South Africa Reiterates its Position on the Recognised Right to Self-Determination of the People of Western Sahara

13 April 2020

An article that was published online in ‘’, which translated into English is the ‘Moroccan Press Agency’, has put out a misleading report on South Africa’s and indeed the United Nations Security Council (UNSC) recent debate on the occupied territory in the Western Sahara.

The article in the online French language platform has since been picked up by the local media. This statement serves to correct the attempt to again, caricature South Africa’s principled stance on anti-occupation and decolonisation issues. Also, and without disclosing the outcomes of a closed session of the UNSC, the statement will correct the attempt to portray South Africa’s principled positions on these matters as being out of step with the majority of nations in the world. South Africa’s stance resonates with most countries who have experienced colonialism and occupation. That being said, even if South Africa’s principled position was indeed a minority view in some forums, which is not the case, our foreign policy in relation to occupation, decolonisation and human rights abuses will always be based on principle and not, expediency.

The United Nations Security Council held a closed video teleconferences to discuss the situation in the Western Sahara on 9 April 2020. The focus of the meeting was to consider recent developments in the Western Sahara as well receive a report on the work of the UN Mission for the Referendum in Western Sahara (MINURSO). MINURSO, which was created in 1991 to primarily monitor the ceasefire between the two sides, the Kingdom of Morocco and the Frente POLISARIO and organise and ensure a free and fair referendum in the territory.

As the meeting was closed, South Africa is not at liberty to disclose the details of the discussions. We regret that unlike the Security Council’s recent practice of issuing elements to the press following video teleconferences in order to ensure transparency in its work, the Council was not able to agree to an outcome after the Western Sahara consultations. This is unfortunate, and we trust that the Council will deal with Western Sahara in an even-handed and transparent manner as has done with other meetings held through video-teleconferences.

South Africa particularly regrets that the Security Council has not been able to move the peace process forward. This is unfortunate as the people of Western Sahara continue to endure the occupation and their struggle for their right to self-determination is prolonged.

However, we hereby briefly outline South Africa’s position on the matter which of course we articulated at this meeting.

The issue of Western Sahara has been on the agenda of the United Nations for decades as Western Sahara remains the last colony on the African continent, listed as a non-self-governing territory by the United Nations. It needs to be noted that the International Court of Justice (ICJ) has made findings to the effect that the Western Sahara is an occupied territory and the Morocco is an occupying force in that territory.

As an elected member serving on the UN Security Council, South Africa utilised the opportunity to once again reiterate our established commitment to efforts to achieve a peaceful solution, which will provide for the long-established principle of self-determination of the people of Western Sahara. This is in line with the approach of the United Nations and the Africa Union.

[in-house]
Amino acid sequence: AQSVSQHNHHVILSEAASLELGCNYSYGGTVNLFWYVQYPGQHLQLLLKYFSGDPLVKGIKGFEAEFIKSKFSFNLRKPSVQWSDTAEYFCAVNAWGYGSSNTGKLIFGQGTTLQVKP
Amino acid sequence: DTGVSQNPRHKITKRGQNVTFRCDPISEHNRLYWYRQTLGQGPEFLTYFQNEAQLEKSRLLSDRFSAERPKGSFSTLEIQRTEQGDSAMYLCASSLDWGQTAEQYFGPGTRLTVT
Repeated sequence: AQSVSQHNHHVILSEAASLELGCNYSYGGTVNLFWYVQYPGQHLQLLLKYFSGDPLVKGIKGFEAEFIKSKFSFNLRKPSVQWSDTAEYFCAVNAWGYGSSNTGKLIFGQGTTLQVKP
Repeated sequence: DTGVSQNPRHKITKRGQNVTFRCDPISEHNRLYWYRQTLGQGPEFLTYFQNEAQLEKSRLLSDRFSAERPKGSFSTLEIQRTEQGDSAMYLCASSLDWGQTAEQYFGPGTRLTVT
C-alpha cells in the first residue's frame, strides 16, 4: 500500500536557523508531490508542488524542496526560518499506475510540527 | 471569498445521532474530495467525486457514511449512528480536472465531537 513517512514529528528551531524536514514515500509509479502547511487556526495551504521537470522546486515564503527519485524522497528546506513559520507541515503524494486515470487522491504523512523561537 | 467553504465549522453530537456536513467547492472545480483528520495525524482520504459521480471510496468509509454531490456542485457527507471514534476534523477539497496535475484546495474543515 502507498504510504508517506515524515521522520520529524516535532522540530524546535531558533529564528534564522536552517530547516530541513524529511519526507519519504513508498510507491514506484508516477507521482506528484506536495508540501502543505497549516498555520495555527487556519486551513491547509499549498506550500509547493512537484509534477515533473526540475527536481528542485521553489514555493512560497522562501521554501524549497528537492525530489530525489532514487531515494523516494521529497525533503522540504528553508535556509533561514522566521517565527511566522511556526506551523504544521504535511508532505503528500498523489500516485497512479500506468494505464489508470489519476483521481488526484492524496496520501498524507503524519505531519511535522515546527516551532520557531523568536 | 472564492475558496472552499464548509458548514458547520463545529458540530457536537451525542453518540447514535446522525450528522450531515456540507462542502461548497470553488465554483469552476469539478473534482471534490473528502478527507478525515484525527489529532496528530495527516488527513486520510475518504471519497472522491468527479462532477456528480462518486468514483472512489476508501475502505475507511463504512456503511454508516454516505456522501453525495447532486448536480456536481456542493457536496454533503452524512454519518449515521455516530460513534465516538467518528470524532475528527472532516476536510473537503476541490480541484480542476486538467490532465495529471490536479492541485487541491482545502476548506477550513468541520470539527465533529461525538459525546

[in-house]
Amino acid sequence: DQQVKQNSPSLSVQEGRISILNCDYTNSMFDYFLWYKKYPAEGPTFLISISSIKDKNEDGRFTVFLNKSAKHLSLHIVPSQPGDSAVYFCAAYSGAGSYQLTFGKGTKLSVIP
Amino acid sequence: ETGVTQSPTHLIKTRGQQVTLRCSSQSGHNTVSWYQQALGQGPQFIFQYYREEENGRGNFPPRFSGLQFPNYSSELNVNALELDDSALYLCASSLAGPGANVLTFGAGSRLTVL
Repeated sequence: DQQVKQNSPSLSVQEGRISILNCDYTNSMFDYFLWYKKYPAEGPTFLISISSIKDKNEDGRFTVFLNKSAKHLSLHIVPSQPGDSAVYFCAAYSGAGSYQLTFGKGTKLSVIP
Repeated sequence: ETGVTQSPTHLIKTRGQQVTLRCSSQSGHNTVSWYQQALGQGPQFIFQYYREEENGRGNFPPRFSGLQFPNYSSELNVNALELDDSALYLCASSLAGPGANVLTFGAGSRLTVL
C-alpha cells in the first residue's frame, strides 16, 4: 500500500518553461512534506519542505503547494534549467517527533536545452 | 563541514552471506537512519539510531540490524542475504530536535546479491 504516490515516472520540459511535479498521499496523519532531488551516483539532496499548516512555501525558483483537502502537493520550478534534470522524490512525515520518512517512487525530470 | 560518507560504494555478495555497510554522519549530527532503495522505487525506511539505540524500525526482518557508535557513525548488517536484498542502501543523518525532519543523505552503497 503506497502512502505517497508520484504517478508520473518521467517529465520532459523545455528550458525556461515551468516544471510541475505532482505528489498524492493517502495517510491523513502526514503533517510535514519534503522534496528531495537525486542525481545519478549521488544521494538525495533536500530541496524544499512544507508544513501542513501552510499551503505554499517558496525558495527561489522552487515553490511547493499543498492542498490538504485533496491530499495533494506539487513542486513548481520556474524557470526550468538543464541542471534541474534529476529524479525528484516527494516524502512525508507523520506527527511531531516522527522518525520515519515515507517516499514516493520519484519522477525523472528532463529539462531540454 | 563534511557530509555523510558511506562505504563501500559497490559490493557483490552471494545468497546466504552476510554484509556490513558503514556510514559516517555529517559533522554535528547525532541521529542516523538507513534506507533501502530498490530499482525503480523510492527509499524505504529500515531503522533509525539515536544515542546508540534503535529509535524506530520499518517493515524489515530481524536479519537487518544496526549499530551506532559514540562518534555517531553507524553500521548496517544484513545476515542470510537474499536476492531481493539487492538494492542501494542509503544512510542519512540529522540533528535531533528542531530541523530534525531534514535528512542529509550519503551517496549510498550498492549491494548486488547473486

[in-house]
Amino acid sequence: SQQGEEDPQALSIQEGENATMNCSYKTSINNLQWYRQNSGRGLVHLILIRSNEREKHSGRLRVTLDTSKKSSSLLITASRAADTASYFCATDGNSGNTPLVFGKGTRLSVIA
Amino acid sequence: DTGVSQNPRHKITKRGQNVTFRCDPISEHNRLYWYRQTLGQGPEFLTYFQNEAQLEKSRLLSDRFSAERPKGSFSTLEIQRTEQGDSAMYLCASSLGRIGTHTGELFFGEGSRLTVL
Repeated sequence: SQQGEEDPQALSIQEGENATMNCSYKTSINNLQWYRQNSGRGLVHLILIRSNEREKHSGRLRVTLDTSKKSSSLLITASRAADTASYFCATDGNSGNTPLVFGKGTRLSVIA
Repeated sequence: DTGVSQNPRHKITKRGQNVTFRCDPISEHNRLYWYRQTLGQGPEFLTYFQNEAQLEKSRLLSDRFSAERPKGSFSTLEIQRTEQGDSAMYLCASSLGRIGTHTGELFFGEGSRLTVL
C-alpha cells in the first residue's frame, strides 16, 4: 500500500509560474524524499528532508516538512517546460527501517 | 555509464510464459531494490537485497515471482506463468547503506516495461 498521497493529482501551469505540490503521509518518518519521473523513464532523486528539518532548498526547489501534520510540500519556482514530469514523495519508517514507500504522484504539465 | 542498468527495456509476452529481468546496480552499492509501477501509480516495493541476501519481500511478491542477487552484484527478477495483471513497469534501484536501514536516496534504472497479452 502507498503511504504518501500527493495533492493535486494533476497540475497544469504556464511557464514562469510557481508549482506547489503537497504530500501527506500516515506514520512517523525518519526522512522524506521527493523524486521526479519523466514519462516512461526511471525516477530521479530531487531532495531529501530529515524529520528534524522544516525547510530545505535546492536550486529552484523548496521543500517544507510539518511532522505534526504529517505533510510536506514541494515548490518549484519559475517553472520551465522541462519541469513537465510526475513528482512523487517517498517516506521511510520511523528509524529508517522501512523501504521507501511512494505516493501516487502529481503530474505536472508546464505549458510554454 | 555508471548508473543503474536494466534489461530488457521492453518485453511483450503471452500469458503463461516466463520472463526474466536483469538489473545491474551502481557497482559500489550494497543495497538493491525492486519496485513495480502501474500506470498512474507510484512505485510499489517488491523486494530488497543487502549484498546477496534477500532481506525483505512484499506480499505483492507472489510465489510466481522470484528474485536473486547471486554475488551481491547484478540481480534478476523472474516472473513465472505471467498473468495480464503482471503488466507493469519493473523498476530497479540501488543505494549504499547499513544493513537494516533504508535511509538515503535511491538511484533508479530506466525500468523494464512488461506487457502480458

South Africa unequivocally and strongly supports the work and mandate of MINURSO and urges the UN Security Council to take up its responsibility and ensure that through a neutral and balanced approach it assists the parties in moving towards a mutually acceptable negotiated settlement.

South Africa looks forward to the appointment of a new Personal Envoy of the Secretary-General and we trust that the political process would be advanced to ensure continued, direct, substantive negotiations between the two parties to the conflict, the Frente POLISARIO and the Kingdom of Morocco.

South Africa’s approach on Western Sahara is guided by the position of the African Union, which has consistently supported the self-determination of the people of Western Sahara, in line with the relevant AU decisions and UN Security Council resolutions. The African Union has also consistently appealed to the parties to the conflict to “urgently resume negotiations without pre-conditions and in good faith, under the auspices of the Secretary General of the United Nations, whose Security Council is seized of the matter”.

In the context of the global crisis brought about by the novel COVID-19 pandemic, South Africa supports the call for a global ceasefire by António Guterres, the UN Secretary-General. Consequently, we therefore urge both the Kingdom of Morocco and the Frente POLISARIO to strictly abide by the terms of the ceasefire agreements, such as Military Agreement No 1, to avoid violence that could lead to a rise in hostilities in the territory.

Furthermore, in light of the COVID-19 pandemic and with many countries under lockdown, self-isolation or quarantine, South Africa calls on the international community to support efforts in the occupied territories and refugee camps, where the health care system is poor and medical supplies and equipment are limited.

In this regard, South Africa calls on the Kingdom of Morocco, to fulfil its responsibility as the occupying power by ensuring the necessary access, and unhindered passage of humanitarian and medical supplies, to the territories that it occupies.

Enquiries, Lunga Ngqengelele – 082 566 0446

OR Tambo building
460 Soutpansberg Road

Tags : Western Sahara, South Africa, SADR, self-determination, UN, Security Council,

Laisser un commentaire

Votre adresse de messagerie ne sera pas publiée. Les champs obligatoires sont indiqués avec *